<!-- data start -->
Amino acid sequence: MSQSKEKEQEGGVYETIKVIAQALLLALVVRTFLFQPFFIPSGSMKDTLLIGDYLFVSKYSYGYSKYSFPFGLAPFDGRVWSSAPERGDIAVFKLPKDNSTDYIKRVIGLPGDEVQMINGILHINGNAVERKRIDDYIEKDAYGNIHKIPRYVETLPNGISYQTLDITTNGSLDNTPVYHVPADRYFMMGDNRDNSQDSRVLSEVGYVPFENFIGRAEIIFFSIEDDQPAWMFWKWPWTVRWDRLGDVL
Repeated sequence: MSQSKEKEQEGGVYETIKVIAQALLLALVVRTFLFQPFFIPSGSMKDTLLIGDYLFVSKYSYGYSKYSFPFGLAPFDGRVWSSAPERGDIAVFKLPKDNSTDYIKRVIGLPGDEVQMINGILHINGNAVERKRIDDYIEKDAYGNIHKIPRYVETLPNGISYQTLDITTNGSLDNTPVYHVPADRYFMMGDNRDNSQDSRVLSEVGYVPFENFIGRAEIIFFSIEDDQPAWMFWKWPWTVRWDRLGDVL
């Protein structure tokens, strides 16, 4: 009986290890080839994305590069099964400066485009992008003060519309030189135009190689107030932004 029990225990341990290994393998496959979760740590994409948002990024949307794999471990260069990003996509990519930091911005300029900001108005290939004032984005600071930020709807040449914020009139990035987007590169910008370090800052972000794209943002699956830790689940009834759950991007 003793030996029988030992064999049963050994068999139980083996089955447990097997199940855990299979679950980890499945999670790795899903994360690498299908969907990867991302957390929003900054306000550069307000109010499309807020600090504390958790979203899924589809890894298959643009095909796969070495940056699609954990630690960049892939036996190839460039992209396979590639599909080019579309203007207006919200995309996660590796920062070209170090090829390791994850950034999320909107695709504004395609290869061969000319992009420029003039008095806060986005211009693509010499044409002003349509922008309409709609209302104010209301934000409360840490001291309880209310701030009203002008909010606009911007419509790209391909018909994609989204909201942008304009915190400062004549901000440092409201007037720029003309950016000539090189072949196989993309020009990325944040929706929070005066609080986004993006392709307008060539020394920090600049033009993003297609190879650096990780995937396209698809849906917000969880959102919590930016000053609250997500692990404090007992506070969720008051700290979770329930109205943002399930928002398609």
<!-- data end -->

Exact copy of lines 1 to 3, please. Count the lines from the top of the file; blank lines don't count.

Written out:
Amino acid sequence: MSQSKEKEQEGGVYETIKVIAQALLLALVVRTFLFQPFFIPSGSMKDTLLIGDYLFVSKYSYGYSKYSFPFGLAPFDGRVWSSAPERGDIAVFKLPKDNSTDYIKRVIGLPGDEVQMINGILHINGNAVERKRIDDYIEKDAYGNIHKIPRYVETLPNGISYQTLDITTNGSLDNTPVYHVPADRYFMMGDNRDNSQDSRVLSEVGYVPFENFIGRAEIIFFSIEDDQPAWMFWKWPWTVRWDRLGDVL
Repeated sequence: MSQSKEKEQEGGVYETIKVIAQALLLALVVRTFLFQPFFIPSGSMKDTLLIGDYLFVSKYSYGYSKYSFPFGLAPFDGRVWSSAPERGDIAVFKLPKDNSTDYIKRVIGLPGDEVQMINGILHINGNAVERKRIDDYIEKDAYGNIHKIPRYVETLPNGISYQTLDITTNGSLDNTPVYHVPADRYFMMGDNRDNSQDSRVLSEVGYVPFENFIGRAEIIFFSIEDDQPAWMFWKWPWTVRWDRLGDVL
């Protein structure tokens, strides 16, 4: 009986290890080839994305590069099964400066485009992008003060519309030189135009190689107030932004 029990225990341990290994393998496959979760740590994409948002990024949307794999471990260069990003996509990519930091911005300029900001108005290939004032984005600071930020709807040449914020009139990035987007590169910008370090800052972000794209943002699956830790689940009834759950991007 003793030996029988030992064999049963050994068999139980083996089955447990097997199940855990299979679950980890499945999670790795899903994360690498299908969907990867991302957390929003900054306000550069307000109010499309807020600090504390958790979203899924589809890894298959643009095909796969070495940056699609954990630690960049892939036996190839460039992209396979590639599909080019579309203007207006919200995309996660590796920062070209170090090829390791994850950034999320909107695709504004395609290869061969000319992009420029003039008095806060986005211009693509010499044409002003349509922008309409709609209302104010209301934000409360840490001291309880209310701030009203002008909010606009911007419509790209391909018909994609989204909201942008304009915190400062004549901000440092409201007037720029003309950016000539090189072949196989993309020009990325944040929706929070005066609080986004993006392709307008060539020394920090600049033009993003297609190879650096990780995937396209698809849906917000969880959102919590930016000053609250997500692990404090007992506070969720008051700290979770329930109205943002399930928002398609």